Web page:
I don’t often have the urge to interview authors of nonfiction, because the book should, and invariably does, answer any questions I might have had on the subject. But I noticed in the author bio on the dust-jacket that Elizabeth Kolbert, like me, has three sons. Has she talked to them about this stuff? How does it affect her morale, her ability to provide the kind of positivity and sense of security that children need? The evidence suggests that our children will be living very different, and much less comfortable, lives than our own; they may well decide that there’s not much point in having children themselves. You may not want to read a book as lowering as this one, but maybe that’s one of the problems anyway, that we don’t want to know. If you don’t want to know, then you need to take your head out of your ass and read Field Notes From a Catastrophe. It’s short, and it’s rational and calm, and it’s terrifying.
I picked up a manuscript of Tim Sandlin’s novel Jimi Hendrix Turns 80 just at the right time: not only is it funny, but it imagines a future, because that’s where it’s set. Sandlin’s characters all live or work in Mission Pescadero, a retirement community in California, in the year 2023; almost all the old folk are pot-smoking, sexually incontinent hippies who have been sleeping with each other, and arguing with each other (quite often about the original line-up of Blue Cheer) for decades. The in-house band that plays covers at the Friday night sock hop is called Acid Reflux, which may well be the most perfect fictional band name I’ve ever come across.
The residents of Mission Pescadero, sick of being tranquillized and denied privileges by the authoritarian staff, stage a revolution and seize control, but Jimi Hendrix Turns 80 is not the sort of satire that loses its soul in an attempt to crank up the pace, and nor does it waste its characters while wrapping up its narrative. And, of course, it would have been unreadable if it had attempted to patronize or poke fun at the old, or the ageing process, but it never does that. Sandlin can see that there is a kind of gruesome comedy in what happens to us, but the humor is never mean, and he loves his people too much not to understand that their grief and nostalgia and frustration is real. This clever novel slipped down easily, and provided real refreshment in this vicious, stupefying (and, Elizabth Kolbert has taught me, probably sinister) London summer.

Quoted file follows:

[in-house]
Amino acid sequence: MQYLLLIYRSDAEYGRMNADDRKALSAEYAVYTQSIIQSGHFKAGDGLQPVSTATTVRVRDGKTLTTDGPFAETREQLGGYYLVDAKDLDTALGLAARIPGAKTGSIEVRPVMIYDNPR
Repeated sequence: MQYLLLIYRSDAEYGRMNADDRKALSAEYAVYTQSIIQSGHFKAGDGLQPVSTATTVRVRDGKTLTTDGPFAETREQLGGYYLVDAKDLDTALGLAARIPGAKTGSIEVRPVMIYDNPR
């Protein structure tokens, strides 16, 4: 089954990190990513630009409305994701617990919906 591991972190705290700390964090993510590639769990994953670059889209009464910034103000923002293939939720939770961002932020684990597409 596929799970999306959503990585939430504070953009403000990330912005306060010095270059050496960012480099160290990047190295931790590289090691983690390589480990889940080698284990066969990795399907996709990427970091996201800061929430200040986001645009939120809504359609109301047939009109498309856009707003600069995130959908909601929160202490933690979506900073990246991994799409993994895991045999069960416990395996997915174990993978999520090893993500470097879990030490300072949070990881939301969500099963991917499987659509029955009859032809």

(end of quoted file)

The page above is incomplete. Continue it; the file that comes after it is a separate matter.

Imperium is the first novel in my brother-in-law’s projected trilogy about Cicero. I wrote about his last novel, Pompeii, in this column, and was positive that I’d have been sacked by the time his next one came out, but here we are. I won’t say too much about it, other than that I have the cleverest brother-in-law a man could wish for, and that having a clever brother-in-law is enormously and gratifyingly educative. He doesn’t need any help from me, anyway.
OK, I will say this: Robert’s Cicero is a proper, living, breathing politician, and therefore perhaps the best fictional portrayal of the breed I’ve come across. Usually, the narrative in novels about politics goes like this: earnest, committed and naïve young politician is made older and more cynical by the real world. Anyone who was ever at school or college with a politician, however, knows that this narrative only works as metaphor, because people who want to be politicians are never naïve. Those little bastards are sneaky and ambitious even when attempting to be elected as entertainments secretary. (We need our representatives in our respective parliaments, of course we do, but they are the least representative people you could ever come across.) Robert understands this, although he’s a former political reporter, so he likes politicians more than I do, and as a result, Cicero is properly complicated: attractive, devious, passionate, ferociously energetic, pragmatic. This, surely, is how he was, and I suspect our own Prime Minister must have been very similar. Your President, however, is sui generis.